Posted: 22 Sep 2011 11:59 AM PDT
Unexplained honey bee die-offs in recent years, filed under Colony Collapse Disorder (CCD), have been the focus of considerable research but very few solid answers. Now, according to the folks at the investigative news program Dan Rather Reports, the situation is worse than at first thought: “the whole food chain is at risk.”
Where is the finger pointing this time?
Systemic pesticides or neonicotinoids (derived from nicotine) are different from other types of pesticides used in agriculture. Neonicotinoids are absorbed by the plants to which they’re applied, making the entire plant toxic to insects. So the honey bees and other pollinators no longer would need to be sprayed directly or come into direct contact with a pesticide, in order to suffer the effects. The nectar and pollen themselves become toxic to honey bees.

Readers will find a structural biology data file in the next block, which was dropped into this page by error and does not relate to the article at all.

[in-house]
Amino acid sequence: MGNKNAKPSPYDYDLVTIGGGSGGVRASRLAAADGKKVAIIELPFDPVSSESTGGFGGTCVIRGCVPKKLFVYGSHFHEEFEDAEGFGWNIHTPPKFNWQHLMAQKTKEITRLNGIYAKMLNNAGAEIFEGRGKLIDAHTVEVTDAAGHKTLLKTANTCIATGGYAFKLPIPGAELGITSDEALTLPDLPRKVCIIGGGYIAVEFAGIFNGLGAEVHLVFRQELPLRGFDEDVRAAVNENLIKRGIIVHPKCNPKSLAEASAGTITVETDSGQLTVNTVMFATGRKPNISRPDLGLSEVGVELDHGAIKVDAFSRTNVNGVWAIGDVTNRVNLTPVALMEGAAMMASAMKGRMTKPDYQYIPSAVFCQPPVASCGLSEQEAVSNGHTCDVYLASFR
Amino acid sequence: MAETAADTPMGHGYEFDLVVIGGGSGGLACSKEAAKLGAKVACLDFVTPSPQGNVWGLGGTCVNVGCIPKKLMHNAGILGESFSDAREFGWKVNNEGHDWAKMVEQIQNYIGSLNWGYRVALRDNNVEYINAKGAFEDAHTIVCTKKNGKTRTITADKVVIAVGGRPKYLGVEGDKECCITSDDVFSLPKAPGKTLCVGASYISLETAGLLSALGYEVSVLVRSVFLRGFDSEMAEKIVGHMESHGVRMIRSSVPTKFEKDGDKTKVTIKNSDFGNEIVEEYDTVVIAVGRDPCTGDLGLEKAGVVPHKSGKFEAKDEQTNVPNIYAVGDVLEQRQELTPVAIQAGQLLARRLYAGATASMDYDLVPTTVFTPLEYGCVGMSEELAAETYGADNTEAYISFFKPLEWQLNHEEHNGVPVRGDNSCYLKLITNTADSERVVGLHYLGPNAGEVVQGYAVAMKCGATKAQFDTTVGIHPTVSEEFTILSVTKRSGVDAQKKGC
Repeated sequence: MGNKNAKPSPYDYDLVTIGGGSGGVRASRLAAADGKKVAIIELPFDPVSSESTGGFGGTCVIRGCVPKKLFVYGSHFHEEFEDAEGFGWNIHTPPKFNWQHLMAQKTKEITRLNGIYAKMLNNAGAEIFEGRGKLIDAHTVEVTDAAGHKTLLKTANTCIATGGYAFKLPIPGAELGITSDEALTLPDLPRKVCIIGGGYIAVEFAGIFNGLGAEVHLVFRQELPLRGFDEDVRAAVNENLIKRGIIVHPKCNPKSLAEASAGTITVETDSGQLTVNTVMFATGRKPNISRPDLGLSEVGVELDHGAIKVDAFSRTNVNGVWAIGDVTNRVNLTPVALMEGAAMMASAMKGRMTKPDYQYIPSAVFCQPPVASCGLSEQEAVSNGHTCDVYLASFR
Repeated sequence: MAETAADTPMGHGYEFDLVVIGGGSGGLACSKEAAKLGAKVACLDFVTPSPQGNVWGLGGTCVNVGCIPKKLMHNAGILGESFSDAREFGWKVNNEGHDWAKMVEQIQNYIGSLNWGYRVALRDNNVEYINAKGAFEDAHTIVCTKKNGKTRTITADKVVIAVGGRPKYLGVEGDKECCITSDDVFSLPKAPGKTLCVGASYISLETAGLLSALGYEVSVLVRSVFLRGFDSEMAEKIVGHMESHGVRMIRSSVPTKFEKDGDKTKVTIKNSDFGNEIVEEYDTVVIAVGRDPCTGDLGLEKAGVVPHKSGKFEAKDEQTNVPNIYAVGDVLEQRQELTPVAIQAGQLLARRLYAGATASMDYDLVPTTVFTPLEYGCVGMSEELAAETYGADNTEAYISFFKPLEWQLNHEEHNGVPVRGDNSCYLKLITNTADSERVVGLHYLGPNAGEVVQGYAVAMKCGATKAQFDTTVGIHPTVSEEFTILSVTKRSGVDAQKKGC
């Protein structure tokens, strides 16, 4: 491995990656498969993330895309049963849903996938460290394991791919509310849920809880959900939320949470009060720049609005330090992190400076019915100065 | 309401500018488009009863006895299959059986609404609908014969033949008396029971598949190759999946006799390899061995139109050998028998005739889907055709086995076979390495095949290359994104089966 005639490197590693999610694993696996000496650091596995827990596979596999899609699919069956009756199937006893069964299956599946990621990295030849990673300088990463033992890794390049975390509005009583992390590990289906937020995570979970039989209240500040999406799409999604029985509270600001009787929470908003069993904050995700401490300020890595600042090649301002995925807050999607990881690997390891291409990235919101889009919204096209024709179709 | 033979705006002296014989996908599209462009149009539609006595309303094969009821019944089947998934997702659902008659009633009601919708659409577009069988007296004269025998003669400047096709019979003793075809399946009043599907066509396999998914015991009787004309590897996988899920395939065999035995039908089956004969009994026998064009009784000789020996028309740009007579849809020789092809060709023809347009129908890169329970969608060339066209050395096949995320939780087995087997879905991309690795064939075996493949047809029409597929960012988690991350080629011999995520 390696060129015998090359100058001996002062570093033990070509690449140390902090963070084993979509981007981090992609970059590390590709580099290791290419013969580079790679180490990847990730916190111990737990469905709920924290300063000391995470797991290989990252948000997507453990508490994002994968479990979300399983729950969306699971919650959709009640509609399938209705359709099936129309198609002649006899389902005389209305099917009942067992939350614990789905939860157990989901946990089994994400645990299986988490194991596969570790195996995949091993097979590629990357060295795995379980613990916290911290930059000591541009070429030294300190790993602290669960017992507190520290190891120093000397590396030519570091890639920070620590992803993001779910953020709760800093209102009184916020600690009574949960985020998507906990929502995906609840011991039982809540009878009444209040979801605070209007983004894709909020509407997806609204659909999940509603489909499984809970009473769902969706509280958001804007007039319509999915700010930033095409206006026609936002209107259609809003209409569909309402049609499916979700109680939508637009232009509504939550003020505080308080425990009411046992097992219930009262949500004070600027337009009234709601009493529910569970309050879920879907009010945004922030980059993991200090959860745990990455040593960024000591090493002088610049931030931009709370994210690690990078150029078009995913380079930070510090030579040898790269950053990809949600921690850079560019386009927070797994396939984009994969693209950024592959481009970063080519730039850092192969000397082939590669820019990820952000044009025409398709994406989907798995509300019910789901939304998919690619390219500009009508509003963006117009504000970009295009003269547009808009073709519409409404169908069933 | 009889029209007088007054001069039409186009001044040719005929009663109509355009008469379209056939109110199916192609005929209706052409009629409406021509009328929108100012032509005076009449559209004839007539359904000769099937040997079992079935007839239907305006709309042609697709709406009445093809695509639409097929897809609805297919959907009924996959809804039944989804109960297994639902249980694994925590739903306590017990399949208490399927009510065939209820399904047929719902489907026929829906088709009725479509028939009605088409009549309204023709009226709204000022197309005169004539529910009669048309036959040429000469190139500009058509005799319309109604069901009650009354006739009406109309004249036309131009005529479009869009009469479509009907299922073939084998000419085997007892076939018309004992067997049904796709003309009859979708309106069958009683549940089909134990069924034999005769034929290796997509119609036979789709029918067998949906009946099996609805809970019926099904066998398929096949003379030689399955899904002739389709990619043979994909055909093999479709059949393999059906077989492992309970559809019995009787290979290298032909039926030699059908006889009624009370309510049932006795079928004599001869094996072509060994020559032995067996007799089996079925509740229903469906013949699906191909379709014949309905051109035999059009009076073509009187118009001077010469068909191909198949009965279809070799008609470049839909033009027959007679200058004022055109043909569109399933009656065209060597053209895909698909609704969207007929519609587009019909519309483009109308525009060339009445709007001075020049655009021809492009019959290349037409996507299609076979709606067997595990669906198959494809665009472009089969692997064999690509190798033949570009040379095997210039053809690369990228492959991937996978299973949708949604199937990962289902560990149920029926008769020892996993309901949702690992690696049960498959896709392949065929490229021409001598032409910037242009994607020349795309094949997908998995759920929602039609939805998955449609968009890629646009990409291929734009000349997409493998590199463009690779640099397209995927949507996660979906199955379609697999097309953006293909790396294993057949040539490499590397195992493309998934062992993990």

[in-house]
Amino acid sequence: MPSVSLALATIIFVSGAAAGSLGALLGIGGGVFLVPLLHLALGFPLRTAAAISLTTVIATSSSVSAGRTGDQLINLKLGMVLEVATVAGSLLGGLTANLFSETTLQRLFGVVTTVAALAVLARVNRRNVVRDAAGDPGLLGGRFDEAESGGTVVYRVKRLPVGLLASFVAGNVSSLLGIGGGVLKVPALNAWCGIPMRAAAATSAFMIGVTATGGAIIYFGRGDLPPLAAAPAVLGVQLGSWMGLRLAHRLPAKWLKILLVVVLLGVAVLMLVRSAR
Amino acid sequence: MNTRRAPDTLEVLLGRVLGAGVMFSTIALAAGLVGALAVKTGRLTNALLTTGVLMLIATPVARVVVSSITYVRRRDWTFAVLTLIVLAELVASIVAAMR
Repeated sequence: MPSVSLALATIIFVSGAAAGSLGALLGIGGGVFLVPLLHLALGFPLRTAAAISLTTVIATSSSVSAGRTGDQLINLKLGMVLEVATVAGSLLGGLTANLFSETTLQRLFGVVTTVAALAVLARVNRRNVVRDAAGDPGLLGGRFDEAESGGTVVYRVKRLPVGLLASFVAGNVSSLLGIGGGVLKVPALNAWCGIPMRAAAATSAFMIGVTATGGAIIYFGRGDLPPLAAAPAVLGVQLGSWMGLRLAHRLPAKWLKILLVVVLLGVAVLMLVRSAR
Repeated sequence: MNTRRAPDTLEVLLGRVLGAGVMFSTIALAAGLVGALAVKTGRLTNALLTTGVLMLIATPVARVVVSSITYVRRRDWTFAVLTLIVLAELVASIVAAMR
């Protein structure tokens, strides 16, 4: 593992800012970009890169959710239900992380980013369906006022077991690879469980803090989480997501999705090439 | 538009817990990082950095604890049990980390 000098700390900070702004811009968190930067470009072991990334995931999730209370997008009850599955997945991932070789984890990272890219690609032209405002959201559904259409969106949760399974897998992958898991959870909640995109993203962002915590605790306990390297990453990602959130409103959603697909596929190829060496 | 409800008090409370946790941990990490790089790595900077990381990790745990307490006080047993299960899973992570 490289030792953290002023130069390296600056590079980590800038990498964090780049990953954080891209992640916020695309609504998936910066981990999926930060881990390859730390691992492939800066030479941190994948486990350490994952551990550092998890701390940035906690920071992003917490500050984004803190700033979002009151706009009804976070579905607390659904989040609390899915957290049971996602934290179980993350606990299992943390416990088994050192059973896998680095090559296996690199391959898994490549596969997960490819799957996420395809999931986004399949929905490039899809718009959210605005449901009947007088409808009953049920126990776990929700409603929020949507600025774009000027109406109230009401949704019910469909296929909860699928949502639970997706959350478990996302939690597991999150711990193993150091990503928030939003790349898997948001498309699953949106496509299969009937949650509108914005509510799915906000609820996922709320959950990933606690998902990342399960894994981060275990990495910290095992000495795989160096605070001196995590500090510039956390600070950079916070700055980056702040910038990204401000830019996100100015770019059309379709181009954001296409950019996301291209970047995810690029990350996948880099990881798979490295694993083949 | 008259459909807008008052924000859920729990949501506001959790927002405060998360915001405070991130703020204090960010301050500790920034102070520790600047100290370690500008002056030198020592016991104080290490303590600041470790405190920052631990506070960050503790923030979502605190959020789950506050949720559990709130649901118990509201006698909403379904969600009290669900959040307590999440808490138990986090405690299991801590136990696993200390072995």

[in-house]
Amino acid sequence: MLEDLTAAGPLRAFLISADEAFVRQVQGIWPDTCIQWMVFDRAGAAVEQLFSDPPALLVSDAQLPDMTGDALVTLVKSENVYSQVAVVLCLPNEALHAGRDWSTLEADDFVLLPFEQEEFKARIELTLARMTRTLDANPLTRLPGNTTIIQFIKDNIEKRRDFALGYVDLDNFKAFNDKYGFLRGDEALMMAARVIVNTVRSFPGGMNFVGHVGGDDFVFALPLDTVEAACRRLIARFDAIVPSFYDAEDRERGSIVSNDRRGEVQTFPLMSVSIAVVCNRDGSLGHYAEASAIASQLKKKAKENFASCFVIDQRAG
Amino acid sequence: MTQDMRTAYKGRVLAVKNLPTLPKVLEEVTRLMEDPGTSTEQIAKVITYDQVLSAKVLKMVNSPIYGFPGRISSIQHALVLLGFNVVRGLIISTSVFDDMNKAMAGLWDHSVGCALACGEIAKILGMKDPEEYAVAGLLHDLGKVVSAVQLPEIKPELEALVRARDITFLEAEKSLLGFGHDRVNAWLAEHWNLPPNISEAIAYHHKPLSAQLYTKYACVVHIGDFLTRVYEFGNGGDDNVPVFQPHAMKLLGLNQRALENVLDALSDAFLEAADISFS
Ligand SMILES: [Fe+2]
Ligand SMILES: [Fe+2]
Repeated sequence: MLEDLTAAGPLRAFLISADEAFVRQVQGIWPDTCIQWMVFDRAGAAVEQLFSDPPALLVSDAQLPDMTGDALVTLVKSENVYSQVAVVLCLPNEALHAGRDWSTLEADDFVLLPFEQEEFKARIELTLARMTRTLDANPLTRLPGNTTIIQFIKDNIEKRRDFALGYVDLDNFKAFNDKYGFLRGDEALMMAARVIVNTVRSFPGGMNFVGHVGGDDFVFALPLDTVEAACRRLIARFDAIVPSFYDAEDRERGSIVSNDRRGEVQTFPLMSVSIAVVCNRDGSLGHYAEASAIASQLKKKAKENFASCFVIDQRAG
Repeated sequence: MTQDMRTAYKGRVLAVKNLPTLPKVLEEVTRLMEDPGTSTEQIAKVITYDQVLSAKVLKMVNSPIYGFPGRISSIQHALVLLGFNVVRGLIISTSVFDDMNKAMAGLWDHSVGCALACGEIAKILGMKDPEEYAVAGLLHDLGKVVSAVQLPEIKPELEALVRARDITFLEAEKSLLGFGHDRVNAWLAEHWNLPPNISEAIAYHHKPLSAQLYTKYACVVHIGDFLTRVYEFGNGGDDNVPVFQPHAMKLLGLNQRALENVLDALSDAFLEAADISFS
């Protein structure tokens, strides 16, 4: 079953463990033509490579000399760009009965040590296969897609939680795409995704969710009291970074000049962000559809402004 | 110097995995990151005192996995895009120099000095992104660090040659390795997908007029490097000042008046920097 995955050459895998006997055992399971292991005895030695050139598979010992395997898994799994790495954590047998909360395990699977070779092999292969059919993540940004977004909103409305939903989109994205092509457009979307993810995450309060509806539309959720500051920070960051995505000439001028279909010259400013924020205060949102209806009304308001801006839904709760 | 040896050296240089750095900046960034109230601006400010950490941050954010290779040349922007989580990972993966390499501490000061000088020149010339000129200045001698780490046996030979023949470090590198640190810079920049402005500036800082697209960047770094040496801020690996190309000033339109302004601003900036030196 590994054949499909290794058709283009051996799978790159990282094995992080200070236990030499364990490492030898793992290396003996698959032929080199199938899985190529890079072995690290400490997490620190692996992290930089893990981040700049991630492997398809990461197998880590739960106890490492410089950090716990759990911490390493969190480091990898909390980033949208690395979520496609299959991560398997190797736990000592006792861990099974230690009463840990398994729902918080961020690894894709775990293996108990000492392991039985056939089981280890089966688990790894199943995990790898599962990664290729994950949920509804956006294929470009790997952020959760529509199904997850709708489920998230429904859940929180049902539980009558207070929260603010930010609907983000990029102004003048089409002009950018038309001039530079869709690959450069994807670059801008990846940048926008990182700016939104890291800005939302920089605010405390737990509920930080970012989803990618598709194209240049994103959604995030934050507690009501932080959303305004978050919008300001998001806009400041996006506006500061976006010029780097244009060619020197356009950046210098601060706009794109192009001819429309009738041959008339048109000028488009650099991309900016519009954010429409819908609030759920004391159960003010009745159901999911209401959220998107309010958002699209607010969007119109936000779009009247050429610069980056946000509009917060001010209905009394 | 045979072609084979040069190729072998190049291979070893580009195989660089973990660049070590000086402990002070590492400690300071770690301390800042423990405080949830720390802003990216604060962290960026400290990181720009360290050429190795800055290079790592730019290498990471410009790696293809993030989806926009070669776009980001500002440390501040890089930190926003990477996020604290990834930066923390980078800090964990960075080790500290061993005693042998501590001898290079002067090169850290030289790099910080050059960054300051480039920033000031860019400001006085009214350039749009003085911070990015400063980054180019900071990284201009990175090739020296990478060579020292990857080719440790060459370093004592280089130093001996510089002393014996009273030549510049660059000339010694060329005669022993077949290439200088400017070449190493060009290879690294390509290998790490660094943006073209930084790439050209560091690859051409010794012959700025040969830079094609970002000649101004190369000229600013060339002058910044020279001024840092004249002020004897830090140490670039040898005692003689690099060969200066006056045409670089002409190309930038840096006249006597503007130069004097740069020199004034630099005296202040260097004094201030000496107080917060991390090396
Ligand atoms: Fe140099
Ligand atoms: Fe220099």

According to the American news report, US beekeepers are worried for two reasons in particular. For one, the testing for safety is being done by the chemical companies who produce the systemic pesticides being tested, not the Environmental Protection Agency (EPA) — “it’s like the fox designing the best chicken coop” — and because scientists no longer agree on what the “safe level” is when it comes to long-term impacts of agricultural chemicals on honey bees.
Beekeepers are Worried: Dan Rather Reports Article by the Central Beekeepers Alliance - Honey Bees & Beekeeping in New Brunswick, Canada. Copyright © 2011 MindsEye Productions and Central Beekeepers Alliance. All rights reserved.
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